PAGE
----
Saturday, April 03, 2004


Saturday, April 03, 2004

As usual, another week has flown by. It seems as if we are doing nothing, and everything. We continue to move forward, little by little, and it’s really starting to look and feel like home. A lot has happened in the past week. We were contacted by two couples who had read our blog.…one is a couple who live not far from us, in Tuscany. He is English, but lived in the states for the past 20 or so years, and his wife is from Brazil. They too sold everything and moved to Italy, leaving children and grandchildren behind. They’ve been here about 1 ½ years, and we hope to get together with them soon.

The other couple is just about ready to move to Italy, and amazingly, they are from Louisville! They are moving to Verona, which is a wonderful town in the northern part of Italy. It’s much larger than San Venanzo, and has much to offer. We plan to meet with this couple when we are in Louisville in May. Louisville doesn’t have a very large, or at least a very noticeable, Italian community. There are lots of people with German ancestry in the area, and Louisville has really become a melting pot within the last twenty years or so. Many refugees from Vietnam settled here back in the 70’s and more recently Louisville has seen immigrants from Africa, Cuba, Iran, Romania, and I’m sure many other countries. I guess Louisville has a generous and welcoming community of people who sponsor immigrants. My heart always went out to these immigrants who had left everything they knew and loved to come to a strange country. Most immigrants don’t speak English, can’t work in their chosen profession, and have left most of their extended family behind. And now, here I am, in Italy, facing many of the same challenges!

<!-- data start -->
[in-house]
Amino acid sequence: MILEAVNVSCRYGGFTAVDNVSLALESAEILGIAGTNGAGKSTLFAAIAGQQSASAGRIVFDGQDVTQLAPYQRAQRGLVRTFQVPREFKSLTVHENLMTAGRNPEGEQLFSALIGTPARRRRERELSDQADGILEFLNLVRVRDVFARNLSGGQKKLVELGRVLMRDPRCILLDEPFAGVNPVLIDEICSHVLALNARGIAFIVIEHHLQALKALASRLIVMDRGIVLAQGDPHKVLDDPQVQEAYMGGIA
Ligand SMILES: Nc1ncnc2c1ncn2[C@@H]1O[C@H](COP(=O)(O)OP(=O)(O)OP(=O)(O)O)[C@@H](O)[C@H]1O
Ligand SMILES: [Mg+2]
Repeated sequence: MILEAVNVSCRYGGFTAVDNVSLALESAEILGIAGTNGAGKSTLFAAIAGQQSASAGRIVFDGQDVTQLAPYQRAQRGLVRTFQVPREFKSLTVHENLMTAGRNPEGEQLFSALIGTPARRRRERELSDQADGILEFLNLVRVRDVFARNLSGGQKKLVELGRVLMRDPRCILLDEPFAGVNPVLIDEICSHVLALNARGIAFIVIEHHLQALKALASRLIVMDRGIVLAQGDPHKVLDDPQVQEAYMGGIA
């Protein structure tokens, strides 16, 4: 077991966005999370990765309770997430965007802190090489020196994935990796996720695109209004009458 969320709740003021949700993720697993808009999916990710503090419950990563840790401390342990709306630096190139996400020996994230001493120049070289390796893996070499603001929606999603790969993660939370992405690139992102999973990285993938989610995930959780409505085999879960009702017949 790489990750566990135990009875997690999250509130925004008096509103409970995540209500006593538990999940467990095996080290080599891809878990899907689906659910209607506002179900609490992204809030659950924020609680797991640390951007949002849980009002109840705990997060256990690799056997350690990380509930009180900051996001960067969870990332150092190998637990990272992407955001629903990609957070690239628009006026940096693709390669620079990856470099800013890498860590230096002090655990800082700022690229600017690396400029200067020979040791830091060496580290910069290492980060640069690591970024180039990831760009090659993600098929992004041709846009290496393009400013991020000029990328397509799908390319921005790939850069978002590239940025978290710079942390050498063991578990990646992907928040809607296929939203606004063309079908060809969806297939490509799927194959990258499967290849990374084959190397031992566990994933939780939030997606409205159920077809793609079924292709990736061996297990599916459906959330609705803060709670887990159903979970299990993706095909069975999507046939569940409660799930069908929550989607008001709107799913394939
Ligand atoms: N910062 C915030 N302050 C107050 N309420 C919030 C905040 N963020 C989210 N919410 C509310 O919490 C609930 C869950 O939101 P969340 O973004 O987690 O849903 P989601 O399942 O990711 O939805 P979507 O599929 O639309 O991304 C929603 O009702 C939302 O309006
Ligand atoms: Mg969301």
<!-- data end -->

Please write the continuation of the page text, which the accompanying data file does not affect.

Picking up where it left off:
We also bought a small bookcase that we put in the hall, just outside the blue bathroom. On the top are various “things” I’ve collected over the years, plus a few things from my mom. Leaning against the wall, To the left of the bookcase is a picture of my mom. My parents met when my dad was stationed at Fort Knox, and then my dad was sent to Italy. While he was here, he had this drawing made from a photograph…isn’t it interesting that it ends up in Italy?

We were supposed to get the garden plan and estimate some time last week, but when we stopped in on Wednesday, Antonella told us that it wouldn’t be ready until Monday. We did see her plan, and apparently now it’s just waiting for the numbers guy to figure the cost. I was just itching to work in the garden, so we stopped in to see what suggestions she had for the two large planters by the front door. We have a large round planter and also a large rectangular planter, and want to create a bit more privacy for the front door.

At first Antonella suggested a taxus for the large round planter. We knew that we wanted something tall and narrow for this space, but I really don’t like taxus, so we decided on a dwarf Alberta Spruce. For the rectangular planter we had bought a trellis, and wanted something that would climb and fill in, and we went with her suggestion for a jasmine…I have no experience with jasmine, so I figured I might as well give it a try. It will flower in the spring, then give us foliage as a privacy screen. I added some pansies for now, but later will plant petunias around the base. The "before" pictures are ready, but not the "after", so those will have to wait til tomorrow.